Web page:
To see how to fly into an asteroid in three easy steps, launch the gallery here.
Here we are, nearly eight years into the 21st century, and the most spectacular manned mission NASA can pull off is a trip to the International Space Station, a mere 210 miles above the Earth. Even the most ambitious part of NASA’s current plans for human spaceflight involves visiting a celestial body we’ve already been to: the moon. Astronauts, space buffs and an unimpressed public hunger for space exploration that’s more dramatic, more heroic, more new. Something like, say, landing astronauts on a distant rock hurtling through space at 15 miles per second.
That’s exactly the kind of trip NASA has been studying. In fact, scientists at the space agency recently determined that a manned mission to a near-Earth asteroid would be possible using technology being developed today. The mission wouldn’t be easy. A crew of two or three would spend months riding in a cramped spacecraft before reaching their barren, nearly gravity-free target. That such a mission is even being considered, though, says a lot about the versatility of NASA’s next fleet of spacecraft and the ambitions the agency has for them. If nothing else, it’s a signal that space exploration could soon get much more exciting.
**The Allure of an Asteroid
This wouldn’t be our first trip to an asteroid. We’ve been visiting them by proxy for years now, using unmanned space probes. In 2000 NASA’s NEAR Shoemaker spacecraft arrived at 433 Eros, which a century earlier became the first near-Earth asteroid known to man; five years later, the Japanese Hayabusa probe touched down on asteroid 25143 Itokawa.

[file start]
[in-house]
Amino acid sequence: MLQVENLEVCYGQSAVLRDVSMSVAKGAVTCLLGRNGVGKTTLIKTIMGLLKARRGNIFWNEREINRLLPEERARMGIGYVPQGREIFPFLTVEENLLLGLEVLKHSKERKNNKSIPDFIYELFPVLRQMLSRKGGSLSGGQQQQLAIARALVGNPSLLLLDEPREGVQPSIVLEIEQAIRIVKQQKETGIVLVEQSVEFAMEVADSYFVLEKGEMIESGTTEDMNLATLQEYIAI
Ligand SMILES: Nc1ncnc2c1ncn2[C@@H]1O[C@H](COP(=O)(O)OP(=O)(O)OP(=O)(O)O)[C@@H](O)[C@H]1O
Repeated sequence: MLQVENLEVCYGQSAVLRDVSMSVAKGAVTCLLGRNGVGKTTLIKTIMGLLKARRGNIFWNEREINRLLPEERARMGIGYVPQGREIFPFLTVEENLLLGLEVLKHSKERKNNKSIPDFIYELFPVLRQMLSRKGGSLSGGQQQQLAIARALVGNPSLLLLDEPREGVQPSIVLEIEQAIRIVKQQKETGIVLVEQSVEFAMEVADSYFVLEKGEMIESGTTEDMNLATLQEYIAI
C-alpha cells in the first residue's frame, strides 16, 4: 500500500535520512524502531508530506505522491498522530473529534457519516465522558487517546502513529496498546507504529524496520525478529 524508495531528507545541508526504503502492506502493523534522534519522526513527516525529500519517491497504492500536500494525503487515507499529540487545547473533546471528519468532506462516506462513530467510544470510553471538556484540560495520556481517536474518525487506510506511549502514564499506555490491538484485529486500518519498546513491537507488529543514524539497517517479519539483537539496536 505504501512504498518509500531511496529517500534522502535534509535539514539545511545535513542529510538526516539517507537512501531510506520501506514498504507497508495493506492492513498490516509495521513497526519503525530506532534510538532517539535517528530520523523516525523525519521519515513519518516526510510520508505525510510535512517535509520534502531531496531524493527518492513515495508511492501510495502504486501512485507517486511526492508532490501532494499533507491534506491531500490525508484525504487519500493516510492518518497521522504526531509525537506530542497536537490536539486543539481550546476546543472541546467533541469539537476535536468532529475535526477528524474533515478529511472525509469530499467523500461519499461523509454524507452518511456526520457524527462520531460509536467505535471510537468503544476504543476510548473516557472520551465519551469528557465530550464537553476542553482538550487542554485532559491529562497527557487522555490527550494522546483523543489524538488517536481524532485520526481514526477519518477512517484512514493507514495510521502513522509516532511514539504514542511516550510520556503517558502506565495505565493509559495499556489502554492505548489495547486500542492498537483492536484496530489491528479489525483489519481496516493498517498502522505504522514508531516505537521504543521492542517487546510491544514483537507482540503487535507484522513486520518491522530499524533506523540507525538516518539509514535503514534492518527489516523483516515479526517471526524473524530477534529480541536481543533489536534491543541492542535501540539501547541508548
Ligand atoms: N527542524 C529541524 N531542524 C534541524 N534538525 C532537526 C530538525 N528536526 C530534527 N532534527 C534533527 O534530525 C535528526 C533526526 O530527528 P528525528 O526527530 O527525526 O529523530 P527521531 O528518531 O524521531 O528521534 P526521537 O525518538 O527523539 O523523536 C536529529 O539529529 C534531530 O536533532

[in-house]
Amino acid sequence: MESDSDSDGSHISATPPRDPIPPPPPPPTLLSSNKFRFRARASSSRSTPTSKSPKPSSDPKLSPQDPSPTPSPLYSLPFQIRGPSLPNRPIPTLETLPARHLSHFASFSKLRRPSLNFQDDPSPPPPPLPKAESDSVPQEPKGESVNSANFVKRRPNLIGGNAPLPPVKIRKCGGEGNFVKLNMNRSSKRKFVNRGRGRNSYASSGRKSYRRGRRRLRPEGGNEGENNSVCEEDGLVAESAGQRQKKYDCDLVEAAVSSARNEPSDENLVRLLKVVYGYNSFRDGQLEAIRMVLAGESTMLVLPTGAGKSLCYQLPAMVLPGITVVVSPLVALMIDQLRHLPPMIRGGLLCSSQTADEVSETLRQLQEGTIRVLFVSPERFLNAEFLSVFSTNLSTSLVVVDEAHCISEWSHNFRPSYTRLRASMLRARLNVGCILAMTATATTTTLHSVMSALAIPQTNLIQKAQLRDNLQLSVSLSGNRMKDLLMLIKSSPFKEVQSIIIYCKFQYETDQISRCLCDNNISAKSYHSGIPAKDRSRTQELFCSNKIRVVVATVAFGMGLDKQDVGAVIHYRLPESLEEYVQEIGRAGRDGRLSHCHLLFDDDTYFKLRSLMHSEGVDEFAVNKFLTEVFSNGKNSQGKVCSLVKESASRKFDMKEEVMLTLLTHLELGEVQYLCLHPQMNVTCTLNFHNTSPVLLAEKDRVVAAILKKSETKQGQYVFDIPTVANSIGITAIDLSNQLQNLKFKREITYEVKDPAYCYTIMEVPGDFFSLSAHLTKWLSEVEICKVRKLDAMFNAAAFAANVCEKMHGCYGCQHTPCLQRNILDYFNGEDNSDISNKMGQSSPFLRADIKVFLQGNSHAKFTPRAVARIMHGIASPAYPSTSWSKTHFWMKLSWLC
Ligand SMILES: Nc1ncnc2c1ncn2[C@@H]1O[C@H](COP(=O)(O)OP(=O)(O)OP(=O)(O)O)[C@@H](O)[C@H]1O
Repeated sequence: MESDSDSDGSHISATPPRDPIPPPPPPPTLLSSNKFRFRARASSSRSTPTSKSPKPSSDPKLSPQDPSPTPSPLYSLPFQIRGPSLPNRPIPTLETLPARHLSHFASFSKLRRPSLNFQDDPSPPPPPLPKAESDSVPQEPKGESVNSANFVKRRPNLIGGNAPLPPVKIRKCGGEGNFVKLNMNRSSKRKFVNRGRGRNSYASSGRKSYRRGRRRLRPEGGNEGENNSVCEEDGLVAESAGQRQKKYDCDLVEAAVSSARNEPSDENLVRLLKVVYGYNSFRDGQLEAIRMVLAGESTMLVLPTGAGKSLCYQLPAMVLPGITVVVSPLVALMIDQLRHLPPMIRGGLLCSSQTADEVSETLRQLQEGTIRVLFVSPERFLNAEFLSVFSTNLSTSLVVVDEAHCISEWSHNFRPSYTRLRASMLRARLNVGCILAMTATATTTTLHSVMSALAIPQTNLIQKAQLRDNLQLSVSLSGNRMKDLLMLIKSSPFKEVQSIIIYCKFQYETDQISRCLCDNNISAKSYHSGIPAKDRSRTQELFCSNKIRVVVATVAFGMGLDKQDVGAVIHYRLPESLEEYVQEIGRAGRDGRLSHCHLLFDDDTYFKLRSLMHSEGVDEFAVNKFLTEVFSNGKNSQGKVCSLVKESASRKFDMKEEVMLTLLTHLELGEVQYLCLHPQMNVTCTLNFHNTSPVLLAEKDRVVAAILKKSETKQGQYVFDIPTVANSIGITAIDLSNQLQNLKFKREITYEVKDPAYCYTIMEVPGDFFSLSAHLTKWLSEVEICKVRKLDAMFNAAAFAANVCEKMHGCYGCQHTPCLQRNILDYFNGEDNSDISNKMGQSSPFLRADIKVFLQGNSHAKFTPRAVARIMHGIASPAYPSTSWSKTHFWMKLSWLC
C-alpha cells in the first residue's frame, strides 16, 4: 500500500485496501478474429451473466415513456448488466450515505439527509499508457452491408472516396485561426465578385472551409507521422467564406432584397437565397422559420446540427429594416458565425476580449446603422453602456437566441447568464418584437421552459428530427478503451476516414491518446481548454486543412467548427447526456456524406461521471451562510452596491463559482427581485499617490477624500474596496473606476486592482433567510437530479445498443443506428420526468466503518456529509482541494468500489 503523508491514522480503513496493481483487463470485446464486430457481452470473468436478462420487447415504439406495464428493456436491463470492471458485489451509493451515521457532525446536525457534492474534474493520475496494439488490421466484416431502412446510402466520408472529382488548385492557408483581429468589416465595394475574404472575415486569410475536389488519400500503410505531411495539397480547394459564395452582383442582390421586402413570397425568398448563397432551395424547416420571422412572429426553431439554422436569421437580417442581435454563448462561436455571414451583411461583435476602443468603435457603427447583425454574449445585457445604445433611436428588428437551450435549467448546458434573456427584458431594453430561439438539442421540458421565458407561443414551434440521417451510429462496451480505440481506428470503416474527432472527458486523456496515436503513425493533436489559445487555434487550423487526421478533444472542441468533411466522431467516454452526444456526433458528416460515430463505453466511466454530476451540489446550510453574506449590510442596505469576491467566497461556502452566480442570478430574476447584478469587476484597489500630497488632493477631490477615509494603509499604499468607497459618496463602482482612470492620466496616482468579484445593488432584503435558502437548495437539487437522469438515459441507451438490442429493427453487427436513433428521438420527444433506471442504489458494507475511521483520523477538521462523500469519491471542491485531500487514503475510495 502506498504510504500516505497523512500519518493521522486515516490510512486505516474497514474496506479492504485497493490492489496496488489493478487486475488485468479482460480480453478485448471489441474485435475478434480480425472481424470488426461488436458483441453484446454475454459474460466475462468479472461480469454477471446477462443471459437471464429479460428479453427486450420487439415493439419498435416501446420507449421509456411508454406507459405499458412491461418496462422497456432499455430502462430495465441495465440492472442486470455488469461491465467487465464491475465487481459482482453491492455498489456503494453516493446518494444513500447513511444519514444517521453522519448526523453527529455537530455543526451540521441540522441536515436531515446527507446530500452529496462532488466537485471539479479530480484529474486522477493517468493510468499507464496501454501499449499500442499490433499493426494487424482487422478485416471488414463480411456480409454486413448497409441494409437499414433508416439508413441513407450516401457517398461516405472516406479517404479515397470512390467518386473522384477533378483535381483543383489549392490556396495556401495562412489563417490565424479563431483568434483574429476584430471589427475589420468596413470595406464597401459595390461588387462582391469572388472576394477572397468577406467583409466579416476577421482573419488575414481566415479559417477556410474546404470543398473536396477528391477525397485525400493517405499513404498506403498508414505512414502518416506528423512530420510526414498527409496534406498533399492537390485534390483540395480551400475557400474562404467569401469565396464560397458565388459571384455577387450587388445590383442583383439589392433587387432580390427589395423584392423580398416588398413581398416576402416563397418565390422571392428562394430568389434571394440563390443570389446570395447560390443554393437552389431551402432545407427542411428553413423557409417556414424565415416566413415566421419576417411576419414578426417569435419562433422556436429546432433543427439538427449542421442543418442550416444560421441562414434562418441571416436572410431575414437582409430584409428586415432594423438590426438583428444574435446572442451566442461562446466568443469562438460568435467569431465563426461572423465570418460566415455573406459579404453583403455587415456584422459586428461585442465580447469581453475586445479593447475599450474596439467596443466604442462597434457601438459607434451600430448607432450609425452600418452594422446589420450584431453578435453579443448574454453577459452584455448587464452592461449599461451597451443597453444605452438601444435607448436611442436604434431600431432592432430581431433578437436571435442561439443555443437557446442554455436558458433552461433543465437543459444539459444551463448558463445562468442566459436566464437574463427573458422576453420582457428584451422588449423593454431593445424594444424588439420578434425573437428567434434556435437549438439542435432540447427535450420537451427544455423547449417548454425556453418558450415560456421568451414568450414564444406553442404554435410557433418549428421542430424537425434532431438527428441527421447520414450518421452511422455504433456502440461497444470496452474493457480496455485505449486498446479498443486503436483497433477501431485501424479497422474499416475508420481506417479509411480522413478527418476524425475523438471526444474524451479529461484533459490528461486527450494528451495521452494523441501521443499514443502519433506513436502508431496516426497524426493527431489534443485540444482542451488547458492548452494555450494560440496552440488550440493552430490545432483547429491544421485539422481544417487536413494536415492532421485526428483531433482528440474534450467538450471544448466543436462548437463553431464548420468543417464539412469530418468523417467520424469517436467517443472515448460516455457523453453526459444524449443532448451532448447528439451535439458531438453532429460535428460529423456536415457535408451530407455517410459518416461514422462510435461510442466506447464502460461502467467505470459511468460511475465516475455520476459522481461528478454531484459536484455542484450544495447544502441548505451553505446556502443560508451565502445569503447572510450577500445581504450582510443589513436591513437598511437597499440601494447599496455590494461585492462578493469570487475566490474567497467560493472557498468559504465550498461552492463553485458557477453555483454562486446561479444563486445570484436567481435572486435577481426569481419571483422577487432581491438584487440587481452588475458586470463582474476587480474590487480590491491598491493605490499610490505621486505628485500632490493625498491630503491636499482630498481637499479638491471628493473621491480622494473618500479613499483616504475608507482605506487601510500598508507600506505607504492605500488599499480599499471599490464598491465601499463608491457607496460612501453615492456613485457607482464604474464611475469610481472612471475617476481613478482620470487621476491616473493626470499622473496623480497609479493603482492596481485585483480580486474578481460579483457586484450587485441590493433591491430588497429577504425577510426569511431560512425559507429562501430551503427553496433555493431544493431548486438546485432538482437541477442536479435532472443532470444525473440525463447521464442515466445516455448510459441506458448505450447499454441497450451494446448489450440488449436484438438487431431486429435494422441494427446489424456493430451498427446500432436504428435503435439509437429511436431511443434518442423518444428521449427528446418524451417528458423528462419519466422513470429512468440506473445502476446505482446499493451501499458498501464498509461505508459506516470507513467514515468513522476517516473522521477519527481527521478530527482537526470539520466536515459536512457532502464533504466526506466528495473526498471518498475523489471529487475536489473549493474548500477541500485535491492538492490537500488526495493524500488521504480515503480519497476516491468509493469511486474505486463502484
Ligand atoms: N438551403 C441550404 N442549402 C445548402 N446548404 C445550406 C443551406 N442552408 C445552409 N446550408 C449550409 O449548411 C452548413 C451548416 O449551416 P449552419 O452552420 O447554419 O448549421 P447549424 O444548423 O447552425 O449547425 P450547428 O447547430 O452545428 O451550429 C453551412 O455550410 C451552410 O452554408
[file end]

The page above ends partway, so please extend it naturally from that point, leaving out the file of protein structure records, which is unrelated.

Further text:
Yet unmanned probes have their limitations. NEAR Shoemaker and Hayabusa gathered a good deal of data, but we still don’t know the exact composition and internal structure of the asteroids they visited. And although Hayabusa was designed to collect two small samples from Itokawa, it’s doubtful the probe will actually have anything onboard when it returns in 2010.
Humans, however, could be much more effective. Unlike robots, we adapt to our environment in real time. “We spend weeks at a rock with a Mars rover, trying to determine what it is,” says Rob Landis, an engineer at NASA’s Johnson Space Center and one of the co-leaders of the mission feasibility study. “An astronaut could make that determination in a matter of seconds.”
A human crew could travel across an asteroid more intelligently than a robot, making it easier to deploy scientific instruments, collect samples, and zero in on the areas of greatest interest. “No doubt, on a human mission we would characterize an asteroid better than we ever have,” says Bruce Betts, director of projects for the Planetary Society.
Plenty of characterization needs to be done. While most asteroids are a safe distance from Earth (in an approximately 190-million-mile-wide expanse between Mars and Jupiter), Jupiter’s gravitational tug and, less often, collisions between asteroids can kick these objects into orbits that pass uncomfortably close to Earth. The 270-meter-wide asteroid 99942 Apophis, for example, will pass within roughly 24,000 miles of Earth in 2029, and could come back for a direct hit in 2036.
And if we’re to have any hope of deflecting asteroids, we need to know a lot more about them than we do now. First off: What, exactly, are they made of? Measurements taken by Hayabusa indicate that 40 percent of Itokawa’s volume is empty space. If some asteroids are truly this porous, that’s helpful information for any plan to destroy or deflect an Earth-bound object.
Averting the apocalypse isn’t the only reason to study near-Earth asteroids, though. They could be floating gold mines for future deep-space expeditions. Preliminary observations suggest that some asteroids are rich in useful minerals and, better yet, frozen water-the most valuable resource a space traveler could hope to find. If water could be extracted from asteroids, it could not only be used for drinking, but also broken down into oxygen for breathing and hydrogen for rocket fuel. “It might be an ultimate way to get to Mars,” Landis says.
**Far beyond the Moon